Bieganski and Jain Selected for CS&E’s Distinguished Alumni Award
The Department of Computer Science and Engineering has selected alums Paul Bieganski (B.S. ’88, M.S. ’90, Ph.D. ’95) and Ajay Jain (B.S. ’86) for our biennial Distinguished Alumni Award. The award recognizes CS&E alumni who have spent their professional and research careers contributing pivotal work to the greater computer science community. They were presented with the awards during our Eleventh Biennial Research Showcase.
Bieganski was honored for his serial entrepreneurship, building companies in sectors as diverse as software, internet, embed computers, devices, and bioinformatics. He has invested, patented, and built companies around technologies in areas including energy management, heart-lung transplant patient monitoring, genetic sequence analysis, and e-commerce. He is the Founder of Packet Power, a Computer Data Center Energy Management company and Managing Partner of Big Picture Partners, a technology, venture capital and intellectual property advisory group.
Bieganski has extensive experience with every stage of company development – from bootstrapping through angel investing and venture funding to going public and being acquired by public companies. As an investor, he believes in very active, strategic as well as tactical involvement with his portfolio companies. He served as the 2008 President of the Minnesota Venture Capital Association.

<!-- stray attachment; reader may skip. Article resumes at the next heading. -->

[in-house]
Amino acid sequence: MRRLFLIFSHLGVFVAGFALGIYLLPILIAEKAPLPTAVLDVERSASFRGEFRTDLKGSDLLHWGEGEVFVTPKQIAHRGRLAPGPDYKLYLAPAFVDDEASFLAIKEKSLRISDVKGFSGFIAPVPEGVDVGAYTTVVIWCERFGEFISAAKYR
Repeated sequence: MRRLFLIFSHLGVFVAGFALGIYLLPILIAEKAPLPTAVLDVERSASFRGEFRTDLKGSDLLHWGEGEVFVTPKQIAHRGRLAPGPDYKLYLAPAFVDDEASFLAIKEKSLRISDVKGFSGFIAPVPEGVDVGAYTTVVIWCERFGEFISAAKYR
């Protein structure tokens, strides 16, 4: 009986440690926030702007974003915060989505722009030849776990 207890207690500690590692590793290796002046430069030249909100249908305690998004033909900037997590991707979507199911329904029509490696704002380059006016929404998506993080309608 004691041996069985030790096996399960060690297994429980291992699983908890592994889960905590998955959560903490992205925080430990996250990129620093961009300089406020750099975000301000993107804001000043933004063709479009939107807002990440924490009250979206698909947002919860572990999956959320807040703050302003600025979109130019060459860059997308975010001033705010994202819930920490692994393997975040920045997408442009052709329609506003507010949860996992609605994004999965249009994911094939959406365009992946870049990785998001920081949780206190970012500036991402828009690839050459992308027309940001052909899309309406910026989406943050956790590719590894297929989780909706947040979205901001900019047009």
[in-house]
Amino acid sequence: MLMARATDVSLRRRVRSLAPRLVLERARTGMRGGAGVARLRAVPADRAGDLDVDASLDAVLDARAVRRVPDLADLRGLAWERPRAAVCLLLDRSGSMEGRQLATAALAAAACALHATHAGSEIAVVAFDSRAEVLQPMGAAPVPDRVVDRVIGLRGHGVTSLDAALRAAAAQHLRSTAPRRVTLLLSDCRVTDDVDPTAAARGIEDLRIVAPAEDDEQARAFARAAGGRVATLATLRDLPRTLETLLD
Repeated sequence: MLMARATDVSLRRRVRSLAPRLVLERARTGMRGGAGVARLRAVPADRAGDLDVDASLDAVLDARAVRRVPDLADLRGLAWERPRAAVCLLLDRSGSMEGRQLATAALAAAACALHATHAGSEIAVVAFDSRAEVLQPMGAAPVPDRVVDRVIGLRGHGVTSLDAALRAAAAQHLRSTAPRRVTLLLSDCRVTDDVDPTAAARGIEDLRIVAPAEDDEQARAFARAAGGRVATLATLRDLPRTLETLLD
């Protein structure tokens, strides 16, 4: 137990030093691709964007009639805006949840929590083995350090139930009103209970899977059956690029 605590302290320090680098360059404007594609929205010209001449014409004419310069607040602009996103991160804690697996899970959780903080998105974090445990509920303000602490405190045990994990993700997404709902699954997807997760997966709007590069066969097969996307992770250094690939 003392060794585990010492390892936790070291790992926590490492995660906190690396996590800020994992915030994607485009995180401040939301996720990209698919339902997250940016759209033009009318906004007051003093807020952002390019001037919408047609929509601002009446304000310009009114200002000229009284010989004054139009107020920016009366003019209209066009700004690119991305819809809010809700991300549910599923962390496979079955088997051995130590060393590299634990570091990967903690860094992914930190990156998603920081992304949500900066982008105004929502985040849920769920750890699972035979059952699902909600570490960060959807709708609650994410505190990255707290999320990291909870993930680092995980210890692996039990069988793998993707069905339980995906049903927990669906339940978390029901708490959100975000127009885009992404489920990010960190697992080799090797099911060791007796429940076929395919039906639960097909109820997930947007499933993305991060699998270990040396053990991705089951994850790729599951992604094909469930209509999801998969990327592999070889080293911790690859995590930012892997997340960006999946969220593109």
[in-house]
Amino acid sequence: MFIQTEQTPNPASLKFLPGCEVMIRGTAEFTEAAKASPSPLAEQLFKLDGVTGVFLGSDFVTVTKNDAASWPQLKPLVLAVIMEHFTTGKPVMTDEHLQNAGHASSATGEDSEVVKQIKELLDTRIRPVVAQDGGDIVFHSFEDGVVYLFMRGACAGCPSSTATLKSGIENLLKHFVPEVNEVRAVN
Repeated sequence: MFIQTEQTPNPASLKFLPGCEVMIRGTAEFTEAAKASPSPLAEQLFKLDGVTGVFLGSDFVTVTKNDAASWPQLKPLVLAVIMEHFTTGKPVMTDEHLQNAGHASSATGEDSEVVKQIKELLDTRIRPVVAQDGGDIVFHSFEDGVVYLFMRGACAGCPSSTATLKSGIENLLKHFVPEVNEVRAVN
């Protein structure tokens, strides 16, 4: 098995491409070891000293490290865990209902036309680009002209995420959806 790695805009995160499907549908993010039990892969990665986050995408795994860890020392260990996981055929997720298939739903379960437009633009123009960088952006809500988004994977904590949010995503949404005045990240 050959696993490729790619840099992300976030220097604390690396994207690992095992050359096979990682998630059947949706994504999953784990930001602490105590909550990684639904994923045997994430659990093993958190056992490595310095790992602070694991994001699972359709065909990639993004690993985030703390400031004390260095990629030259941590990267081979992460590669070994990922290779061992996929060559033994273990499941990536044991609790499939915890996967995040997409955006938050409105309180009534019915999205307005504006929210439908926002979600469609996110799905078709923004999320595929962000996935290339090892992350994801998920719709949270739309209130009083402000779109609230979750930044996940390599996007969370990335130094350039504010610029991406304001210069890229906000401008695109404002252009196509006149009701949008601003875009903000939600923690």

Bieganski had the privilege and good fortune of being the first doctoral student and friend of the late Professor John Riedl. Professor Riedl taught him the fundamentals of formulating research questions and presenting the answers, however great or disappointing they may turn out. He was also instrumental in fostering a unique for its time, multidisciplinary collaboration, between computer scientists and microbiologists.
Jain was honored for his work in applied machine learning within computer-aided drug design. Jain is a Professor at the University of California, San Francisco, in the Department of Bioengineering and Therapeutic Sciences. He received his Ph.D. in Computer Science in 1991 from Carnegie Mellon University working on computational machine learning methods.
Jain’s foundational work was done in industry, beginning with the Compass technique, which induced a predictive model of protein-ligand interaction from ligand structures and their activities. Compass captured the 3D surface-properties of small molecules so as to effectively characterize their detailed shapes and electrostatics. The Compass method overcame the problem of simultaneously inducing a model while also identifying the relevant poses of the ligands being modeled. Compass was the foundational method in establishing the field of multiple-instance learning, as it has come to be known within the Computer Science community.
Building on this work, Jain and his colleagues developed one of the first molecular docking programs that addressed ligand conformational flexibility. Given a protein binding pocket and a flexible ligand, the ligand is fit into the biding site by optimizing the score of an empirically derived scoring function. The Hammerhead docking system built upon the molecular representations, multiple-instance learning approach, and search strategy developed for Compass.
Please join the Department in extending our congratulations to Paul Bieganski and Ajay Jain.